Former Business Day editor and author of Raising the Bar: Hope and Renewal in South Africa, Songezo Zibi, has written an essay about what he says is a needed moment of reflection for black people when addressing issues of corruption and unethical leadership, for example.
In his News24 piece titled 'Recover' blackness' butchered during Zuma years', Zibi writes:
When did we, as black people, lose the ability to identify clear principles and stand by them especially when our own violate those principles? Is it the collective trauma of white racism that drives us to a mentality where irrational closing of ranks is a natural instinct even though we end up protecting and helping those who seek to destroy?
Typically, some will ask what about private sector harassment of black professionals? What about white corruption? Well, it is precisely that sort of thing that has got us where we are, the what-about-ism. It is a well-tried argument that is no different to crying "all lives matter" when told "black lives matter". It is a cowardly, self-serving cop-out designed to engineer a moral deadlock where no wrong is to be corrected because there is another competing wrong that deserves to be dealt with first.
Zibi joined Eusebius McKaiser in studio on Tuesday to discuss this in more detail.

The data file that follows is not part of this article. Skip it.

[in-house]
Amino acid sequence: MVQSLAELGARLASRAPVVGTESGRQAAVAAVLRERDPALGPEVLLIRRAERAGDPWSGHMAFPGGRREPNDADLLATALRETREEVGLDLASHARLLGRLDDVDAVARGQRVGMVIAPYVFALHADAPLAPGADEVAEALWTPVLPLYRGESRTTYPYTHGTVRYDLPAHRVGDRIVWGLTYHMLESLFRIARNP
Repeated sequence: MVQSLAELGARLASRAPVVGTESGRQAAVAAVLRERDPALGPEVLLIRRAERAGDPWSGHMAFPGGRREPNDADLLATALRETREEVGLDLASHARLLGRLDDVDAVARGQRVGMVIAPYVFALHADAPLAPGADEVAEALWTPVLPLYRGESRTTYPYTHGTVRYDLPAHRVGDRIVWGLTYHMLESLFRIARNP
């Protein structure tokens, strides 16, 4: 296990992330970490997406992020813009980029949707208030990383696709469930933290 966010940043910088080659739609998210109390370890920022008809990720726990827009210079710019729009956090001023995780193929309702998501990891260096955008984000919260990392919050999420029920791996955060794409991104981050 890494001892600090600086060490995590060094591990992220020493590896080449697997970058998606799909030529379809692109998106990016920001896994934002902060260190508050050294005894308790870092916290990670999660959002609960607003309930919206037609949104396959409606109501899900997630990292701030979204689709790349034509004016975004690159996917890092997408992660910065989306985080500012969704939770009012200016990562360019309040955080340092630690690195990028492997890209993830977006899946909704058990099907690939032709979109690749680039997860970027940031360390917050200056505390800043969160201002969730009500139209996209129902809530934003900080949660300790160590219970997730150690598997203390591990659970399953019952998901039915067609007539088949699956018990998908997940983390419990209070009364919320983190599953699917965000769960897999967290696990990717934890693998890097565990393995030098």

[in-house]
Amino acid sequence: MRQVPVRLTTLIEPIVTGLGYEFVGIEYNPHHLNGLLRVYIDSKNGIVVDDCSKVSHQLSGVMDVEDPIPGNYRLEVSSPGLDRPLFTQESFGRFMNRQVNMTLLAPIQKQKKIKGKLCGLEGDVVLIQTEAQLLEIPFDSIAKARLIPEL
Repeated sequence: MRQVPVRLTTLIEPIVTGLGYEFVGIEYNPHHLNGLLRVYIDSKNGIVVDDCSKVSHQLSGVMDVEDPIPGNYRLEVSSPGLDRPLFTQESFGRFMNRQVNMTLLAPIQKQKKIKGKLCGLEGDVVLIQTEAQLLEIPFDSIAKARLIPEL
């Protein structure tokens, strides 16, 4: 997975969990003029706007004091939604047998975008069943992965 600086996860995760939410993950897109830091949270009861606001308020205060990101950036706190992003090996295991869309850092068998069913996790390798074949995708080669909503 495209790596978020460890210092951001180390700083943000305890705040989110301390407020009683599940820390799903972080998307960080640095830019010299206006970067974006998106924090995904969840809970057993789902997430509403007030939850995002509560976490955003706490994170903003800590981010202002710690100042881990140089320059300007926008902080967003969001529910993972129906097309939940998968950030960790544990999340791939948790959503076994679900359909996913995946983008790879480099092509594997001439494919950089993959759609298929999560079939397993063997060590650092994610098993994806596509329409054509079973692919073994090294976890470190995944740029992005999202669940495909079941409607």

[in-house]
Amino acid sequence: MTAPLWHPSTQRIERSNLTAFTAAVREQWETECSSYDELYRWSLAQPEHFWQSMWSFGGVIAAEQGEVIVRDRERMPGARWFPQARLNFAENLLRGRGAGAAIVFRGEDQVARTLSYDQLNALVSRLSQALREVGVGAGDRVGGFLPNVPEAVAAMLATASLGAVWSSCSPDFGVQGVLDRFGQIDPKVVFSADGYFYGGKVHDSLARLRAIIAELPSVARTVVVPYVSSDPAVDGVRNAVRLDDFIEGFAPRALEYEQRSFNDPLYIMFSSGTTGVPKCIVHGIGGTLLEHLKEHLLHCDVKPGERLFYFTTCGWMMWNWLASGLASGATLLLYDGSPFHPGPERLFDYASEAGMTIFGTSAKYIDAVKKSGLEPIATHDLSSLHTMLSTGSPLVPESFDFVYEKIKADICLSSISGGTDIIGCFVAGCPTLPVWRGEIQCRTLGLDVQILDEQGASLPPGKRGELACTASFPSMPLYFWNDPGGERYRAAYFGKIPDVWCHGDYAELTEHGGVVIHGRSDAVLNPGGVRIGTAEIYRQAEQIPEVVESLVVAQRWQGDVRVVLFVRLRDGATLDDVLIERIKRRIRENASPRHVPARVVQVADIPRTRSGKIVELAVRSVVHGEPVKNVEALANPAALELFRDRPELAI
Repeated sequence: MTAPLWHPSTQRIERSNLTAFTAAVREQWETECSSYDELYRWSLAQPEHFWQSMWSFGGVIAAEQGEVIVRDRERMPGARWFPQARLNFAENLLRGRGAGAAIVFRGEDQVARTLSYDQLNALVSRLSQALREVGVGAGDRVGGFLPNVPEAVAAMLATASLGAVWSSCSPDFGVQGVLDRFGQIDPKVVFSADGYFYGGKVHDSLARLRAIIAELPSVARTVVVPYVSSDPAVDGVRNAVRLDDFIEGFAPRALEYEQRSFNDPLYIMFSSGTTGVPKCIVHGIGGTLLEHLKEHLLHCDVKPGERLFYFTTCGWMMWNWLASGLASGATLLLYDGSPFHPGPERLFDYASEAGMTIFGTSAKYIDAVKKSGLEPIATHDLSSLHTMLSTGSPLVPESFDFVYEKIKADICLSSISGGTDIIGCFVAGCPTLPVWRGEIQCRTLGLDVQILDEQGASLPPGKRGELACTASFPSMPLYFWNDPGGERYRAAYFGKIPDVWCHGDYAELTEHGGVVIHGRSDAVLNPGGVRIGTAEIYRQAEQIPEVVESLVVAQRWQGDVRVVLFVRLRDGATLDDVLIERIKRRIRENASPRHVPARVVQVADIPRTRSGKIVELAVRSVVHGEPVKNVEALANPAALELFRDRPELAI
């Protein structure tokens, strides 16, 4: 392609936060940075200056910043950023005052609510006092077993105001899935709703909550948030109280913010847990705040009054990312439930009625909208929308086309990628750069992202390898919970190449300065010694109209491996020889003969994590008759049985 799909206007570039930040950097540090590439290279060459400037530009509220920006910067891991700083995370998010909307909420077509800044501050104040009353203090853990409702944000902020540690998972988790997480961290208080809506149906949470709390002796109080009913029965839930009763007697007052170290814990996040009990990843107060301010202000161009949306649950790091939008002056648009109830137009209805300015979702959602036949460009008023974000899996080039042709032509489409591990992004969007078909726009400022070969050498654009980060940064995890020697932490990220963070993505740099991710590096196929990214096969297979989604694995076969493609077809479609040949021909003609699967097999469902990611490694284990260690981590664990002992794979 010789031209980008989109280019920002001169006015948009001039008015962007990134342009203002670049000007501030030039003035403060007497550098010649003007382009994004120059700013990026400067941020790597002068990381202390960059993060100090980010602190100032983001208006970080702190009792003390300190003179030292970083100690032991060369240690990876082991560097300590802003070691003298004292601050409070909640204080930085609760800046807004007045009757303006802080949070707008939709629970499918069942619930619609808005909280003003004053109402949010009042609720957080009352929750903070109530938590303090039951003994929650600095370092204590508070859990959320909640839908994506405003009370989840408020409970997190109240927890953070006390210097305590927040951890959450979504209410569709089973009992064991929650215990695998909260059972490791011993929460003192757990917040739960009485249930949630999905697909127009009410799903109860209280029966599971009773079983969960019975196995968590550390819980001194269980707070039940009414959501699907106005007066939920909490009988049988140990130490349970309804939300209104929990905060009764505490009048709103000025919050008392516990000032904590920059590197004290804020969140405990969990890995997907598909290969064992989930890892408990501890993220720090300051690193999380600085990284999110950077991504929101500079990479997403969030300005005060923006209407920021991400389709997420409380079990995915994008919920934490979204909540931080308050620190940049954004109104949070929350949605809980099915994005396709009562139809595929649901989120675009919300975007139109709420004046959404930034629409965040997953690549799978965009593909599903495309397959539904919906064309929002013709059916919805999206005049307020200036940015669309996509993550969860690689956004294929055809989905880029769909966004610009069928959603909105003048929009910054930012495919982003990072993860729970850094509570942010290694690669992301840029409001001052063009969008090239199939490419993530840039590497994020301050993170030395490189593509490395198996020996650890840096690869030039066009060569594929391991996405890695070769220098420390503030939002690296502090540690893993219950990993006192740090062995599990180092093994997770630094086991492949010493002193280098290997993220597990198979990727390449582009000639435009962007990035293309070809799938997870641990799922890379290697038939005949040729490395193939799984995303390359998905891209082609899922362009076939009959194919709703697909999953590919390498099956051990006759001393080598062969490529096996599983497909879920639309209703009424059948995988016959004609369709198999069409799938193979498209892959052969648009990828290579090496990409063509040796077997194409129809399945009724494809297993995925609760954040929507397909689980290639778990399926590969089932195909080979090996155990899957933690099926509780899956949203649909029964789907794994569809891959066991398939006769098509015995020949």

Let us question whether there isn't an ethical foundation to being black [using the term colloquially] rather than being a matter of skin colour. Do you stand for the right things for the interests of black people in South Africa's context of colonialism, apartheid and continuing racist experiences of black people in different spaces?— Songezo Zibi, Former Business Day editor and author
I think it is particularity important that it is us black people who critique one another honestly so that we may have the kind of society that we want to build.— Songezo Zibi, Former Business Day editor and author
My biggest frustration over the years is that even though the discourse says we are trying to deal with white supremacy and racism, in many ways we centre our foundation for thought around these things on white people, whiteness and what they do.— Songezo Zibi, Former Business Day editor and author
I want to think about black people for a change and what black people should do for themselves and this country.— Songezo Zibi, Former Business Day editor and author
Click on the link below to hear the full discussion...